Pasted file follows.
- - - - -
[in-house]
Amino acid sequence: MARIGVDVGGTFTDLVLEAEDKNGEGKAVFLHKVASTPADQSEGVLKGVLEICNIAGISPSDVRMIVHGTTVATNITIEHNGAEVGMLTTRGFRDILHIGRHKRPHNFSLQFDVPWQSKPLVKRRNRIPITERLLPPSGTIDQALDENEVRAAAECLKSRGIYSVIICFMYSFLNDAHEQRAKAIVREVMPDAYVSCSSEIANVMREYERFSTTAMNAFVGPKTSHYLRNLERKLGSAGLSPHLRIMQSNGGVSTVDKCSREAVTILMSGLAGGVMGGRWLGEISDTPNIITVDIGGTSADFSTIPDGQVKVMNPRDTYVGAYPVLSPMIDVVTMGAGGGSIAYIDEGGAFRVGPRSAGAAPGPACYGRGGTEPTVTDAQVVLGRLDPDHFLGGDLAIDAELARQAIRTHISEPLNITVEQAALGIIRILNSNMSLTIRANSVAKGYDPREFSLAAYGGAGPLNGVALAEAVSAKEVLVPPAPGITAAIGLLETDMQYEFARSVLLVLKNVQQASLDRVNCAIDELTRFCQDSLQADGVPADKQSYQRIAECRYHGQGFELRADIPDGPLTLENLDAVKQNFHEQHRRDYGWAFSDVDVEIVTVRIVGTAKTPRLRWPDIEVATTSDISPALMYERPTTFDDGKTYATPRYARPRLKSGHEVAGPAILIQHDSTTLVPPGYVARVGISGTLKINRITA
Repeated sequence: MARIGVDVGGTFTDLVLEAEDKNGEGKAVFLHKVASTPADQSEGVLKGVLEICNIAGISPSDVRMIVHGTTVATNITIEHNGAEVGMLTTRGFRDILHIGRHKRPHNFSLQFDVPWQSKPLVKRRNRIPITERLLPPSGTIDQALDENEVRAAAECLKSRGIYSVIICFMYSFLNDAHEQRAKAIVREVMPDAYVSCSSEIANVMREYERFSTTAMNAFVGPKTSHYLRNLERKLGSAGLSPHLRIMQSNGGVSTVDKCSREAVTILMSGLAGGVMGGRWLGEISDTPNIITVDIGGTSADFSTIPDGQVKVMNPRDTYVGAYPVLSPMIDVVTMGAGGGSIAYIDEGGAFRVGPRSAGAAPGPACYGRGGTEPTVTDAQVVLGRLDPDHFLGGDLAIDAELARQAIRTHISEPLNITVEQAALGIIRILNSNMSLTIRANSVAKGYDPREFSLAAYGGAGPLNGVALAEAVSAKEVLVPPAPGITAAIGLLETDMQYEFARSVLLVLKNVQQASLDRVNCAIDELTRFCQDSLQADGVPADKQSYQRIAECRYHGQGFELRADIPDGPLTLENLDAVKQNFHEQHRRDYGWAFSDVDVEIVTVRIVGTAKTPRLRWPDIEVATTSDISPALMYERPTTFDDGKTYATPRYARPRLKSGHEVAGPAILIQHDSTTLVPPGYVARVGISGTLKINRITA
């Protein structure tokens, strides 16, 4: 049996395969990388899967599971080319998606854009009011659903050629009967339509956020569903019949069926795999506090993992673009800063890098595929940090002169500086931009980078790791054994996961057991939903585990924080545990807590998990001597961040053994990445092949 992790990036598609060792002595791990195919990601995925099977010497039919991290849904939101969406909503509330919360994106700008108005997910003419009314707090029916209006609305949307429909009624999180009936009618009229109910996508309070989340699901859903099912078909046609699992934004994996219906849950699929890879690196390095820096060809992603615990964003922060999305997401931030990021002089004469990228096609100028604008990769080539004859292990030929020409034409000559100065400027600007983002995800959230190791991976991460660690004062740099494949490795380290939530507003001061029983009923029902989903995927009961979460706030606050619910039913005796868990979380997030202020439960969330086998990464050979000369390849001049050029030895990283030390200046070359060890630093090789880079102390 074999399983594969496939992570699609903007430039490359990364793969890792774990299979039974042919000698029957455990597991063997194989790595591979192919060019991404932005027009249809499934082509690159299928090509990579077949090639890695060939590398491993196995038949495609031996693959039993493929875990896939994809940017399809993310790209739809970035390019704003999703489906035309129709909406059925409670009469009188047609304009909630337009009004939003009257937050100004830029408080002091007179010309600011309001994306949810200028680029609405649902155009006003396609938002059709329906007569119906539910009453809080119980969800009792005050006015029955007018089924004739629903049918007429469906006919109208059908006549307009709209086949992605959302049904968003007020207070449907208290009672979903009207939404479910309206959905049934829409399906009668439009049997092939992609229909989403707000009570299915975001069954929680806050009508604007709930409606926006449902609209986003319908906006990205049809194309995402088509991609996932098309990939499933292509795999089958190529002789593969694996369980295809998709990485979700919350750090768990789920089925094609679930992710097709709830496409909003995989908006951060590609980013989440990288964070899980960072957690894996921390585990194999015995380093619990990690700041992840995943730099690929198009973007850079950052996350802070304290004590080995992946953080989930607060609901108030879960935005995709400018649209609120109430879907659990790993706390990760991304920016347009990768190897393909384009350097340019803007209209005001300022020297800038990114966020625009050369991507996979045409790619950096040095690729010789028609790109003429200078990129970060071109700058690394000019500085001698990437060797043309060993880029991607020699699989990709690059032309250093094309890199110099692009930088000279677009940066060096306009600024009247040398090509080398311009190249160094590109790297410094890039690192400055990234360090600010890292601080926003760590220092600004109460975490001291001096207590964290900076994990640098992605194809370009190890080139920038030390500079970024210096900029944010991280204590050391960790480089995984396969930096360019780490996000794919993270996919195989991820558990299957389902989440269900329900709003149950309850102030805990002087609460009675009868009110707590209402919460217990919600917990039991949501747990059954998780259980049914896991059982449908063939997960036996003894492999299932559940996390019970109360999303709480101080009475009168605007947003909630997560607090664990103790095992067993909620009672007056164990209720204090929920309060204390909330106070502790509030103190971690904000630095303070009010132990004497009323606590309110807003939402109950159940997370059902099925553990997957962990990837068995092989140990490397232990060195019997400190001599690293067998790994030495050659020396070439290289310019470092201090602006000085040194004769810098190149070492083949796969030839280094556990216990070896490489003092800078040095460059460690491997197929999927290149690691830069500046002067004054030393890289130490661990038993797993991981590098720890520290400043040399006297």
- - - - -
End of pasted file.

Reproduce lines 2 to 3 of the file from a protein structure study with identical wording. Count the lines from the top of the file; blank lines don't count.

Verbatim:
Amino acid sequence: MARIGVDVGGTFTDLVLEAEDKNGEGKAVFLHKVASTPADQSEGVLKGVLEICNIAGISPSDVRMIVHGTTVATNITIEHNGAEVGMLTTRGFRDILHIGRHKRPHNFSLQFDVPWQSKPLVKRRNRIPITERLLPPSGTIDQALDENEVRAAAECLKSRGIYSVIICFMYSFLNDAHEQRAKAIVREVMPDAYVSCSSEIANVMREYERFSTTAMNAFVGPKTSHYLRNLERKLGSAGLSPHLRIMQSNGGVSTVDKCSREAVTILMSGLAGGVMGGRWLGEISDTPNIITVDIGGTSADFSTIPDGQVKVMNPRDTYVGAYPVLSPMIDVVTMGAGGGSIAYIDEGGAFRVGPRSAGAAPGPACYGRGGTEPTVTDAQVVLGRLDPDHFLGGDLAIDAELARQAIRTHISEPLNITVEQAALGIIRILNSNMSLTIRANSVAKGYDPREFSLAAYGGAGPLNGVALAEAVSAKEVLVPPAPGITAAIGLLETDMQYEFARSVLLVLKNVQQASLDRVNCAIDELTRFCQDSLQADGVPADKQSYQRIAECRYHGQGFELRADIPDGPLTLENLDAVKQNFHEQHRRDYGWAFSDVDVEIVTVRIVGTAKTPRLRWPDIEVATTSDISPALMYERPTTFDDGKTYATPRYARPRLKSGHEVAGPAILIQHDSTTLVPPGYVARVGISGTLKINRITA
Repeated sequence: MARIGVDVGGTFTDLVLEAEDKNGEGKAVFLHKVASTPADQSEGVLKGVLEICNIAGISPSDVRMIVHGTTVATNITIEHNGAEVGMLTTRGFRDILHIGRHKRPHNFSLQFDVPWQSKPLVKRRNRIPITERLLPPSGTIDQALDENEVRAAAECLKSRGIYSVIICFMYSFLNDAHEQRAKAIVREVMPDAYVSCSSEIANVMREYERFSTTAMNAFVGPKTSHYLRNLERKLGSAGLSPHLRIMQSNGGVSTVDKCSREAVTILMSGLAGGVMGGRWLGEISDTPNIITVDIGGTSADFSTIPDGQVKVMNPRDTYVGAYPVLSPMIDVVTMGAGGGSIAYIDEGGAFRVGPRSAGAAPGPACYGRGGTEPTVTDAQVVLGRLDPDHFLGGDLAIDAELARQAIRTHISEPLNITVEQAALGIIRILNSNMSLTIRANSVAKGYDPREFSLAAYGGAGPLNGVALAEAVSAKEVLVPPAPGITAAIGLLETDMQYEFARSVLLVLKNVQQASLDRVNCAIDELTRFCQDSLQADGVPADKQSYQRIAECRYHGQGFELRADIPDGPLTLENLDAVKQNFHEQHRRDYGWAFSDVDVEIVTVRIVGTAKTPRLRWPDIEVATTSDISPALMYERPTTFDDGKTYATPRYARPRLKSGHEVAGPAILIQHDSTTLVPPGYVARVGISGTLKINRITA